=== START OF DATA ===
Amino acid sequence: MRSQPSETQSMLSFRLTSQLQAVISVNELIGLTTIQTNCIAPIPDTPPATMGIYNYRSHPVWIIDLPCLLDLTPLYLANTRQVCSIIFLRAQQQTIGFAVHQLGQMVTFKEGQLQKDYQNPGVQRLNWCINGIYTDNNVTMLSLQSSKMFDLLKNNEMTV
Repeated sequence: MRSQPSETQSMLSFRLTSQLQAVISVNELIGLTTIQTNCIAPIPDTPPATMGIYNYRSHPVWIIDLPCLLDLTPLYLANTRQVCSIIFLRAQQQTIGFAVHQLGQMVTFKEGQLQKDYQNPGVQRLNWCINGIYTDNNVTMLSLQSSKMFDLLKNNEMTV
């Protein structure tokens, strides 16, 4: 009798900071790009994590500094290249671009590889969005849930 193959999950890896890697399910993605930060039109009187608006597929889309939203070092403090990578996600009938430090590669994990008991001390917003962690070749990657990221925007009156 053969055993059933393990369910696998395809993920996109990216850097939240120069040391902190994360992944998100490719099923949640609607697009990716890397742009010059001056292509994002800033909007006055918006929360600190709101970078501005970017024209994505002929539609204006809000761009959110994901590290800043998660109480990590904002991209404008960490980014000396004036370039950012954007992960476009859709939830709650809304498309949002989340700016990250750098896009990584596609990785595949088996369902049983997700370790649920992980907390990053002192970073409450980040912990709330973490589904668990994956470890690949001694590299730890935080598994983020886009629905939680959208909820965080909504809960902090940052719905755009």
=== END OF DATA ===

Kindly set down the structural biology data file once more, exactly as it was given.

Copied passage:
Amino acid sequence: MRSQPSETQSMLSFRLTSQLQAVISVNELIGLTTIQTNCIAPIPDTPPATMGIYNYRSHPVWIIDLPCLLDLTPLYLANTRQVCSIIFLRAQQQTIGFAVHQLGQMVTFKEGQLQKDYQNPGVQRLNWCINGIYTDNNVTMLSLQSSKMFDLLKNNEMTV
Repeated sequence: MRSQPSETQSMLSFRLTSQLQAVISVNELIGLTTIQTNCIAPIPDTPPATMGIYNYRSHPVWIIDLPCLLDLTPLYLANTRQVCSIIFLRAQQQTIGFAVHQLGQMVTFKEGQLQKDYQNPGVQRLNWCINGIYTDNNVTMLSLQSSKMFDLLKNNEMTV
């Protein structure tokens, strides 16, 4: 009798900071790009994590500094290249671009590889969005849930 193959999950890896890697399910993605930060039109009187608006597929889309939203070092403090990578996600009938430090590669994990008991001390917003962690070749990657990221925007009156 053969055993059933393990369910696998395809993920996109990216850097939240120069040391902190994360992944998100490719099923949640609607697009990716890397742009010059001056292509994002800033909007006055918006929360600190709101970078501005970017024209994505002929539609204006809000761009959110994901590290800043998660109480990590904002991209404008960490980014000396004036370039950012954007992960476009859709939830709650809304498309949002989340700016990250750098896009990584596609990785595949088996369902049983997700370790649920992980907390990053002192970073409450980040912990709330973490589904668990994956470890690949001694590299730890935080598994983020886009629905939680959208909820965080909504809960902090940052719905755009």